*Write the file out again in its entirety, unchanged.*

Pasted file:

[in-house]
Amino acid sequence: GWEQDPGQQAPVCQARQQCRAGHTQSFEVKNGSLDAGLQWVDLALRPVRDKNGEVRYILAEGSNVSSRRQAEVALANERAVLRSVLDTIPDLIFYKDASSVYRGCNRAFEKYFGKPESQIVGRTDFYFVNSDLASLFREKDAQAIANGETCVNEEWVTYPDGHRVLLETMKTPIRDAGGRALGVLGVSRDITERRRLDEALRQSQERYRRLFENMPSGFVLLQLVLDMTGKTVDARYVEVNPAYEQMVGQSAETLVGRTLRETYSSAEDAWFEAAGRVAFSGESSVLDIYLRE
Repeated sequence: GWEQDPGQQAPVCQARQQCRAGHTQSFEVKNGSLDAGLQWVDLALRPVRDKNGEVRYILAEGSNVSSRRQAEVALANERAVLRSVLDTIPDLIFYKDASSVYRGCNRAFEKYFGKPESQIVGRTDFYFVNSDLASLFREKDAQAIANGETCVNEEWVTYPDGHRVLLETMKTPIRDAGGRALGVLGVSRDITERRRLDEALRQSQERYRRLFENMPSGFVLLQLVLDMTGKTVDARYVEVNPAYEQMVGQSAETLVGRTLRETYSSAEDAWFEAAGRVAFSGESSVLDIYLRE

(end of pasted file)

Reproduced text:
[in-house]
Amino acid sequence: GWEQDPGQQAPVCQARQQCRAGHTQSFEVKNGSLDAGLQWVDLALRPVRDKNGEVRYILAEGSNVSSRRQAEVALANERAVLRSVLDTIPDLIFYKDASSVYRGCNRAFEKYFGKPESQIVGRTDFYFVNSDLASLFREKDAQAIANGETCVNEEWVTYPDGHRVLLETMKTPIRDAGGRALGVLGVSRDITERRRLDEALRQSQERYRRLFENMPSGFVLLQLVLDMTGKTVDARYVEVNPAYEQMVGQSAETLVGRTLRETYSSAEDAWFEAAGRVAFSGESSVLDIYLRE
Repeated sequence: GWEQDPGQQAPVCQARQQCRAGHTQSFEVKNGSLDAGLQWVDLALRPVRDKNGEVRYILAEGSNVSSRRQAEVALANERAVLRSVLDTIPDLIFYKDASSVYRGCNRAFEKYFGKPESQIVGRTDFYFVNSDLASLFREKDAQAIANGETCVNEEWVTYPDGHRVLLETMKTPIRDAGGRALGVLGVSRDITERRRLDEALRQSQERYRRLFENMPSGFVLLQLVLDMTGKTVDARYVEVNPAYEQMVGQSAETLVGRTLRETYSSAEDAWFEAAGRVAFSGESSVLDIYLRE